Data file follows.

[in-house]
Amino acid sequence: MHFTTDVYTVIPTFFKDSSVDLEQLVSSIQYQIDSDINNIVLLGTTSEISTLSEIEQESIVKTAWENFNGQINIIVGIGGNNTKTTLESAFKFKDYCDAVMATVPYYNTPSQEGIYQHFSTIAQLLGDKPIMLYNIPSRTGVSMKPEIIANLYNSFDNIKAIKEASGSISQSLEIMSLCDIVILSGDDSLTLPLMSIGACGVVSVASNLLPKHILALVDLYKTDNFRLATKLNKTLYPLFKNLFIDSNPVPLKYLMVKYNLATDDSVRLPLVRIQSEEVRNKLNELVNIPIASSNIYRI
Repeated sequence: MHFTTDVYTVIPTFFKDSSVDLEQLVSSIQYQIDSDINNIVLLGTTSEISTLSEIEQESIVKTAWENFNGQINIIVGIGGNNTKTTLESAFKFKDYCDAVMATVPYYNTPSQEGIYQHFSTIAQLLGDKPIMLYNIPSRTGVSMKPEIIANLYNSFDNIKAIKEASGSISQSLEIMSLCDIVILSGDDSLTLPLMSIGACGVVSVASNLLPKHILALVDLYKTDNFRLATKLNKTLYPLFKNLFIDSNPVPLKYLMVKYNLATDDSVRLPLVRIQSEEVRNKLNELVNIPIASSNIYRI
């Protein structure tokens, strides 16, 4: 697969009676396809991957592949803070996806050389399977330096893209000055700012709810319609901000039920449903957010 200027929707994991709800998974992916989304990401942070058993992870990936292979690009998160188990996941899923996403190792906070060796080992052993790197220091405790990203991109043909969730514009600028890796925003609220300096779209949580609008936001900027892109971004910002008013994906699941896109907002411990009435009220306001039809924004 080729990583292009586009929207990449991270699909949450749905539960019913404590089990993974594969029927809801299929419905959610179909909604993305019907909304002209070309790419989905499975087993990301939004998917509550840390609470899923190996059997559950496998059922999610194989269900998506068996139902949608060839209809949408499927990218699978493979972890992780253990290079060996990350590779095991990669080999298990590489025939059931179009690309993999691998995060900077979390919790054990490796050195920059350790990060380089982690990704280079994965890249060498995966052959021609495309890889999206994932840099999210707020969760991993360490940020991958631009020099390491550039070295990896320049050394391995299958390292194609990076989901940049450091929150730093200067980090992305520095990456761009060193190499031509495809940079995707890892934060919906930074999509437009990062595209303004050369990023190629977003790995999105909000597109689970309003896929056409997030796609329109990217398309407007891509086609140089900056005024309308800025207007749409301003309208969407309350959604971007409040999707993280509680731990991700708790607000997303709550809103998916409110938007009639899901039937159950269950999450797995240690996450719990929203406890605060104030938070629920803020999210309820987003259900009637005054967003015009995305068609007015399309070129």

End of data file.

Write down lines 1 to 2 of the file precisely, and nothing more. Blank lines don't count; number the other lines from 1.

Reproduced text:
[in-house]
Amino acid sequence: MHFTTDVYTVIPTFFKDSSVDLEQLVSSIQYQIDSDINNIVLLGTTSEISTLSEIEQESIVKTAWENFNGQINIIVGIGGNNTKTTLESAFKFKDYCDAVMATVPYYNTPSQEGIYQHFSTIAQLLGDKPIMLYNIPSRTGVSMKPEIIANLYNSFDNIKAIKEASGSISQSLEIMSLCDIVILSGDDSLTLPLMSIGACGVVSVASNLLPKHILALVDLYKTDNFRLATKLNKTLYPLFKNLFIDSNPVPLKYLMVKYNLATDDSVRLPLVRIQSEEVRNKLNELVNIPIASSNIYRI